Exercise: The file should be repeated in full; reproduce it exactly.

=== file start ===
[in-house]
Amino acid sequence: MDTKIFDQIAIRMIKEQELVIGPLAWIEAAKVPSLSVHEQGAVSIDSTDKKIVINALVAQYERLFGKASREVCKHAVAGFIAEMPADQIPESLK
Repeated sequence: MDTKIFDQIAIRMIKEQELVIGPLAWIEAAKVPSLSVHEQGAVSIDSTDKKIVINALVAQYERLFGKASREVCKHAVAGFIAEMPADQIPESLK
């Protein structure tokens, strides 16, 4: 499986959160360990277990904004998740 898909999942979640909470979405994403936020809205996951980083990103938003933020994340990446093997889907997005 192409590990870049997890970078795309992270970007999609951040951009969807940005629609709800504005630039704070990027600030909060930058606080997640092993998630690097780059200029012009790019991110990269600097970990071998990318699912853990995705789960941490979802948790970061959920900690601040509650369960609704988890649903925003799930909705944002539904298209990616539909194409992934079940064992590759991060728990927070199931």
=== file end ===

[in-house]
Amino acid sequence: MDTKIFDQIAIRMIKEQELVIGPLAWIEAAKVPSLSVHEQGAVSIDSTDKKIVINALVAQYERLFGKASREVCKHAVAGFIAEMPADQIPESLK
Repeated sequence: MDTKIFDQIAIRMIKEQELVIGPLAWIEAAKVPSLSVHEQGAVSIDSTDKKIVINALVAQYERLFGKASREVCKHAVAGFIAEMPADQIPESLK
């Protein structure tokens, strides 16, 4: 499986959160360990277990904004998740 898909999942979640909470979405994403936020809205996951980083990103938003933020994340990446093997889907997005 192409590990870049997890970078795309992270970007999609951040951009969807940005629609709800504005630039704070990027600030909060930058606080997640092993998630690097780059200029012009790019991110990269600097970990071998990318699912853990995705789960941490979802948790970061959920900690601040509650369960609704988890649903925003799930909705944002539904298209990616539909194409992934079940064992590759991060728990927070199931």